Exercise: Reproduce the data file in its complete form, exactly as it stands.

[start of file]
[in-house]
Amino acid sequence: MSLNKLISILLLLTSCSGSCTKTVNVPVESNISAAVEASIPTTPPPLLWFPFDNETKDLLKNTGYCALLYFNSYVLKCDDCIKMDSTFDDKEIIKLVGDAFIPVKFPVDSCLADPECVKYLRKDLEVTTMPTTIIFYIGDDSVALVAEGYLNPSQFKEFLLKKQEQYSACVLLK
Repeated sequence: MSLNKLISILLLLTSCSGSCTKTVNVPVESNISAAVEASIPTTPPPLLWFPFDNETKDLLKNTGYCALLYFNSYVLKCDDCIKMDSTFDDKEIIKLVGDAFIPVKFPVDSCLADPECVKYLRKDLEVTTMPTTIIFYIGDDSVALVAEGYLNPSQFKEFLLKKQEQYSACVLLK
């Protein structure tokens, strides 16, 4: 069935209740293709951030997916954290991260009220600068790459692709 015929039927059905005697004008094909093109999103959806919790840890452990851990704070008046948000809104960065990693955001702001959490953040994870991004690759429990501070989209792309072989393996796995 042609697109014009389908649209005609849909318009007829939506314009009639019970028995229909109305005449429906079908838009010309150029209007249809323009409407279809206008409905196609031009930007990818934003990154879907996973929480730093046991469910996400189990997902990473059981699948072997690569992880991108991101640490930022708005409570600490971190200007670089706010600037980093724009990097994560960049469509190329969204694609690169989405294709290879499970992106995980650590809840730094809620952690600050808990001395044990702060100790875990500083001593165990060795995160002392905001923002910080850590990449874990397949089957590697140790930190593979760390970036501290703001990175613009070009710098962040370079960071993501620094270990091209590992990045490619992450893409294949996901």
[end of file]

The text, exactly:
[in-house]
Amino acid sequence: MSLNKLISILLLLTSCSGSCTKTVNVPVESNISAAVEASIPTTPPPLLWFPFDNETKDLLKNTGYCALLYFNSYVLKCDDCIKMDSTFDDKEIIKLVGDAFIPVKFPVDSCLADPECVKYLRKDLEVTTMPTTIIFYIGDDSVALVAEGYLNPSQFKEFLLKKQEQYSACVLLK
Repeated sequence: MSLNKLISILLLLTSCSGSCTKTVNVPVESNISAAVEASIPTTPPPLLWFPFDNETKDLLKNTGYCALLYFNSYVLKCDDCIKMDSTFDDKEIIKLVGDAFIPVKFPVDSCLADPECVKYLRKDLEVTTMPTTIIFYIGDDSVALVAEGYLNPSQFKEFLLKKQEQYSACVLLK
């Protein structure tokens, strides 16, 4: 069935209740293709951030997916954290991260009220600068790459692709 015929039927059905005697004008094909093109999103959806919790840890452990851990704070008046948000809104960065990693955001702001959490953040994870991004690759429990501070989209792309072989393996796995 042609697109014009389908649209005609849909318009007829939506314009009639019970028995229909109305005449429906079908838009010309150029209007249809323009409407279809206008409905196609031009930007990818934003990154879907996973929480730093046991469910996400189990997902990473059981699948072997690569992880991108991101640490930022708005409570600490971190200007670089706010600037980093724009990097994560960049469509190329969204694609690169989405294709290879499970992106995980650590809840730094809620952690600050808990001395044990702060100790875990500083001593165990060795995160002392905001923002910080850590990449874990397949089957590697140790930190593979760390970036501290703001990175613009070009710098962040370079960071993501620094270990091209590992990045490619992450893409294949996901």